Hydraulic fracturing, also knowing as fracking, is a mining technique used for mining natural gases and petroleum, in which a wellbore is created and liquid solution of water, sand and chemicals is shot into it at high pressure. From this, small fractures are created in the rock, and out of these fractures, petroleum and gas leak into the well. Fracking has been used in the mining of natural gas since 1949. In this essay I will offer arguments in support of hydraulic fracturing as a safe and sustainable way to mine hydrocarbons.
Fracking differs from other gas mining techniques as the wells are drilled thousands of feet deeper than traditional wells. It also requires up to 100 times more local fresh water per well than other extraction methods. The chemicals in the water solution are also different to past techniques. Some who are in opposition to fracking suggest that the water use and the toxicity of the chemicals outweigh any benefits to the process. However, another way that fracking is different to previous methods is that it harvests more gas per unit of energy put in to the process than any other mining technique. Natural gas, the product of fracking, is also one of the cleanest energy sources, having a tiny carbon footprint compared to fossil fuels like coal. Some writers on the subject are also keen to point out that the debate surrounding hydraulic fracturing is often ignorant of science, and based more in scare-tactics. (Emerson 3)
Alternative energy sources to natural gas are, as I mentioned above, coal and oil. Though fracking is also responsible for the mining of oil, it is the mining of natural gas that it is used for most of all. It is estimated by some that the vast well formation beneath Pennsylvania, West Virginia and New York could produce “493 trillion cubic feet of gas in its 50- to 100-year life span,” (McGraw par. 2. Emphasis my own) which is enough to “power every natural gas-burning device in the country for 20 years.” (par. 2. Emphasis my own) Another claim mentioned above is that of fracking being wasteful with regards to fresh water. McGraw also debunks this claim in his article, stating that “of the 9.5 billion gallons of water used daily in Pennsylvania, natural gas development consumes [only] 1.9 million gallons a day,” (par. 3) whereas, for example, livestock uses 62 million, and industry, 770 million. Another benefit of natural gas, of course, is how clean it is, and with the process of fracking becoming cleaner too, continuing improvements of the process could leave us with an almost carbon neutral source of energy. This certainly seems to outweigh any potential (and small) dangers of contamination of water supply, which have so far been very few in the lifespan of the process.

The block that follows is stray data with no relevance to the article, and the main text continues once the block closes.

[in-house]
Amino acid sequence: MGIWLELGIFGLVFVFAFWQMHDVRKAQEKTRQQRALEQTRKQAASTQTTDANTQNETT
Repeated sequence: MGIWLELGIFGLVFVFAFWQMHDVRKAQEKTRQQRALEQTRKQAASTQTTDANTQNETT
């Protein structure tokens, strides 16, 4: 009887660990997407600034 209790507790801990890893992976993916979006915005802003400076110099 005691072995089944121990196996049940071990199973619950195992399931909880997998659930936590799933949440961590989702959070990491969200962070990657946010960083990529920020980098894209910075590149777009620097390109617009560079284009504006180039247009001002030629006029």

The cost of setting up fracking sites, in economic terms, caries depending on the location. US fracking sites of, for example, 10,500 vertical feet, cost around $8 million to set up and maintain. (Anderson par. 10) However, the cost to the communities above and around the site is something which also needs to be considered when trying to find positive arguments for the process. Of course one huge benefit to the local areas around drilling sites is that jobs will be created, bringing money into the towns and cities that surround the area.
Clearly the debate around hydraulic fracturing for the extraction of hydrocarbons will not cease until all the apparent issues surrounding the process are resolved, but it appears to me, even in this short presentation of a few of the benefits of it, that it is not as terrible a process as some people make it out to be, and with a little more work of safety measures and reducing the carbon footprint of the process itself, we could have an incredibly safe, sustainable, and carbon neutral energy source.
- Anderson, J. “How Much Does a Shale Gas Well Cost? ‘It Depends’” Accessed May 28, 2014. http://breakingenergy.com/2013/08/06/how-much-does-a-shale-gas-well-cost-it-depends/ 2013. Web.
- BBC News “What is fracking and why is it controversial?” Accessed May 28, 2014. http://www.bbc.com/news/uk-14432401 2013. Web.
- Emerson, E. “Drilling into the fracas over natural gas fracking” in Science News 182(5) Septeber 2012. Print.
- McGraw. “Is Fracking Safe? The Top 10 Controversial Claims About Natural Gas Drilling” Accessed May 27, 2014. http://www.popularmechanics.com/science/energy/coal-oil-gas/top-10-myths-about-natural-gas-drilling-6386593#slide-7 n.d. Web.